Choose a line of music that you are going to spend a half hour on.  This may be say 4 measures.  Go slow!  Yes, any good music teacher will say this, but I mean it differently.  I’m suggesting that you play your first note (or chord), then while letting it completely fade out think about the next note/chord.  Recognize the next notes’ pitch, rhythm, accent etc… as you are getting ready to play it.  Then when you are completely ready, go ahead and play it.  If you are a drummer/percussionist, wait at least 10 seconds, think over what the next stroke is and then go ahead and strike when you are completely ready.  Try it.  I’d bet you can get the next note/chord/stroke absolutely right with little effort.  If you don’t get it right, try it again but even slower.  Give your brain enough time to feed accurate signals to your fingers.

You see, note reading involves seeing a written symbol on a page, recognizing its pitch, rhythm (when to play the note), accent, dynamic and length (legato or staccato).  It also involves where to play it on your instrument and what finger to play it with.  That’s a lot more information than what’s contained in a single letter of written English.  In addition, too often students practice at a pace where the fingers do not have enough time to execute signals from the brain accurately.  They simply are playing too fast.  Your brain will always send signals to your fingers as you play.  What instructions are you giving the fingers?  Is your brain telling your fingers precisely what it wants your fingers to do or is it just hoping that your fingers will cooperate?  If you go slow enough (like letting the note you just played completely fade out) then your fingers have enough time to execute the instructions that your brain sent them.  If it’s slow enough, then you probably will play the next note accurately.  Try this with 4 measures or so first, then go on to the next 4 measures.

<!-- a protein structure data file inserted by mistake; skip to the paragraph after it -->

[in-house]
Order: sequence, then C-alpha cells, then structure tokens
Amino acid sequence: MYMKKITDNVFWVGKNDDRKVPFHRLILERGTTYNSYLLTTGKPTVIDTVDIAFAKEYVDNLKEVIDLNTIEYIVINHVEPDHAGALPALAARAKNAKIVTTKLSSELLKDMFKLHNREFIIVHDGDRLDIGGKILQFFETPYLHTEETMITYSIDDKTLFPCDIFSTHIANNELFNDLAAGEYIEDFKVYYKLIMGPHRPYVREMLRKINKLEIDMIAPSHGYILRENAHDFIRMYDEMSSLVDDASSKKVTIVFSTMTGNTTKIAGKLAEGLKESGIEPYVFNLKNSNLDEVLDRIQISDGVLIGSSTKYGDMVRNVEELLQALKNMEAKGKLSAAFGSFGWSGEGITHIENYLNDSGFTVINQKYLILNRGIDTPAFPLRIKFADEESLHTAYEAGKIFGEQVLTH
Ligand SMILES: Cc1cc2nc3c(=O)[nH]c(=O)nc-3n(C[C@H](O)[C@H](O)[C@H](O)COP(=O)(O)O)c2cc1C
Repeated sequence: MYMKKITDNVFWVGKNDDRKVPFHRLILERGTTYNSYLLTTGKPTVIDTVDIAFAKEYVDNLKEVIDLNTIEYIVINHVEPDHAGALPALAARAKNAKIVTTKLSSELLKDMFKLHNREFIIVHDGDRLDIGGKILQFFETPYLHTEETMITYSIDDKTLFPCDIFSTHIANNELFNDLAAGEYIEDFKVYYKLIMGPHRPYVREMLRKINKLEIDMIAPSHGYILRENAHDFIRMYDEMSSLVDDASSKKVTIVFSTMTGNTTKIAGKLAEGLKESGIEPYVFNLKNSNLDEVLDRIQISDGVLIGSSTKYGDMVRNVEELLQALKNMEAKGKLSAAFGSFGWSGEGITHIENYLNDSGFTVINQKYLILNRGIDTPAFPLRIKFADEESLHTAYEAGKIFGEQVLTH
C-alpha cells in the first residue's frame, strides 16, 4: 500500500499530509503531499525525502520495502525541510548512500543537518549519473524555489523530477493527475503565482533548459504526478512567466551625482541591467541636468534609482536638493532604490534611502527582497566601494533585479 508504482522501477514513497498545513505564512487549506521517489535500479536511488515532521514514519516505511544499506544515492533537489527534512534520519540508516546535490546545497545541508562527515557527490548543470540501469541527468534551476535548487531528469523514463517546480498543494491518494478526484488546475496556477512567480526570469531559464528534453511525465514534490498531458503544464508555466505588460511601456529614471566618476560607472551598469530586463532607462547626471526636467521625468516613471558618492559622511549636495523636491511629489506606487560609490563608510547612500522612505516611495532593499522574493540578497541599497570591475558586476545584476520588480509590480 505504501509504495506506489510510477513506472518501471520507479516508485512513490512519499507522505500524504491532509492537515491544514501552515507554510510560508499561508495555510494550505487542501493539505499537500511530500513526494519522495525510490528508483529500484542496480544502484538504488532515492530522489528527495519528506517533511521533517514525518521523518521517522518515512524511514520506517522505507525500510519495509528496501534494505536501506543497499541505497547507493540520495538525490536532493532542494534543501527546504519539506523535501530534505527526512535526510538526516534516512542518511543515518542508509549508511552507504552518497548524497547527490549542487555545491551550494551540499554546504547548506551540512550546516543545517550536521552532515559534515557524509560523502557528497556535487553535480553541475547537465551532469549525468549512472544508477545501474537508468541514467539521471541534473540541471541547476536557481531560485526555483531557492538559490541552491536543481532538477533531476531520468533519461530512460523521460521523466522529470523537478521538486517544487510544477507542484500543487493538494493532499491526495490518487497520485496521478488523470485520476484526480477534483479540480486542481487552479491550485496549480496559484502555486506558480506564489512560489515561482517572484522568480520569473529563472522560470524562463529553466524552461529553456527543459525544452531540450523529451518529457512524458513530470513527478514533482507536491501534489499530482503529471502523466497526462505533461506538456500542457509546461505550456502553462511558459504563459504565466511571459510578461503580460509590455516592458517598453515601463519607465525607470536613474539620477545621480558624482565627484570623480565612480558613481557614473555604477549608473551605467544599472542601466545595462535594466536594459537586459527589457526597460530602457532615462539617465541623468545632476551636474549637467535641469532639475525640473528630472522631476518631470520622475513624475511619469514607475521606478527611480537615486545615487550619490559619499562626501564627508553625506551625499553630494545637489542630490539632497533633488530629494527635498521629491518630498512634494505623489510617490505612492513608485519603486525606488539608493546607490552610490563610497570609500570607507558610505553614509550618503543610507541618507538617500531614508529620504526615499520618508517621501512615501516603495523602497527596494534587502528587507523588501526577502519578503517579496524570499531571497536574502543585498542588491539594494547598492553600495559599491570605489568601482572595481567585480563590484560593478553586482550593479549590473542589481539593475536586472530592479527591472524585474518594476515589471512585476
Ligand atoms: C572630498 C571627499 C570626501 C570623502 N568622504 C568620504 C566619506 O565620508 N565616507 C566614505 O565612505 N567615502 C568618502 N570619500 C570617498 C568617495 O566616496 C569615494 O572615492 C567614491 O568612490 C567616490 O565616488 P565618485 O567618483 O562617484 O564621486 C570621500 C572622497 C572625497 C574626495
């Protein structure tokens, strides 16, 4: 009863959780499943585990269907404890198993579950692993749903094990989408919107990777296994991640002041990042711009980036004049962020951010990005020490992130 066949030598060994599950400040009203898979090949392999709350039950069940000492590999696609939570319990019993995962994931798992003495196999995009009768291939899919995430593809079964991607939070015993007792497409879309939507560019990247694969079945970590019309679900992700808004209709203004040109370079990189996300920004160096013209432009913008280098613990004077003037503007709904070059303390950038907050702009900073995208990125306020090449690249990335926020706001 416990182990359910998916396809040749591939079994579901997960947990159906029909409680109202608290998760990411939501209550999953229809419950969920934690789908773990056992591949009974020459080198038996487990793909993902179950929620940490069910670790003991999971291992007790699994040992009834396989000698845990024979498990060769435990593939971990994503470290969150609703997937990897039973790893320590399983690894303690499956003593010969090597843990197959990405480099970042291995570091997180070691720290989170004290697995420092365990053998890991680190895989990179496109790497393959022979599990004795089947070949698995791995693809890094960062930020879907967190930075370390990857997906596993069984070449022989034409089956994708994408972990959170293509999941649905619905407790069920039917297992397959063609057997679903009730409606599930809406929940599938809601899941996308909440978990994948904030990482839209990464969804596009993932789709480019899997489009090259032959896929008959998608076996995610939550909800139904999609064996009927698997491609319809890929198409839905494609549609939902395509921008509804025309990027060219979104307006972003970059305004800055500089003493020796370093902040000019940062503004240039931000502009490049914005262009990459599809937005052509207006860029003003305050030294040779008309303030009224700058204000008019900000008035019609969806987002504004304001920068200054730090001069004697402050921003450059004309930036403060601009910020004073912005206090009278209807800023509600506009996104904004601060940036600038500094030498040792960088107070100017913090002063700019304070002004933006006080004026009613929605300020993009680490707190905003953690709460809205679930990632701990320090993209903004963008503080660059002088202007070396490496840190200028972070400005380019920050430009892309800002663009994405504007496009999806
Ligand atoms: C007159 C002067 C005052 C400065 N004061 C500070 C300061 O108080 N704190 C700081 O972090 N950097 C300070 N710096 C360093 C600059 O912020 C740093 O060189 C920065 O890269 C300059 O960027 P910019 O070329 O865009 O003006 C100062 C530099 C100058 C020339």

Now you may be thinking, “I’ll never learn to play fast enough to be able to recognize a melody or even be able to feel satisfied with my progress!”  This is most people’s challenge.  As a music teacher, I think I teach patience far more than notes.  In time, you will close down the space between the notes and have connection (melody/harmony) or music.  It takes time.  Assuming you are in lessons with a professional, in the long run you will learn faster and more accurately.  You will not have to repeat the same exercises/songs/pieces/lessons over and over and even though the process requires a great deal of patience, the results are far more satisfying.  You’ll be playing music and sooner than you might think.

What about the rhythm?  You may be thinking “if I play this slowly, I’ll never be able to execute the rhythm correctly”.  We are practicing for coordination first and letting go of the rhythm for now.  You don’t have to play the next note on time.  Whew, what a relief!  So if you are a pianist and you are practicing a C major scale, play the first note “C” and let it fade.  While it’s fading think about what the next note is (a “D”), what finger is going to play it and how hard you are going to press.  Get your next finger ready.  When the “C” has totally faded and you are completely sure you will get it right, then play the “D”.  Did you get it right?  If not, try again.  And, keep trying at that pace until you get it right.  Then do the same with the next note and the next and the next.  Once you’ve mastered the coordination, try speaking the rhythm out loud.  If you need to work with a metronome while speaking it out loud, go ahead.  Go slow of course.  Once you’ve mastered the rhythm then slowly, carefully insert the notes.  I think you’ll be pleased.

But now you’re thinking “I’ve got 3 pages of this song/composition/piece to learn.  It’s going to take 300 years to do it!”  Relax.  What you learn by practicing this slowly will apply to the rest of the song/piece as well as other songs/pieces you will learn.  This method takes more time in each practice session, but the results give much greater confidence and competence.  In the long run, it takes less time to learn to play great.

Dear Readers,

This is my first blog!  I plan to write materials of interest to readers who want to learn to play guitar, who are interested in performing and who are interested in my thoughts about life and music.  I hope this helps.

Marc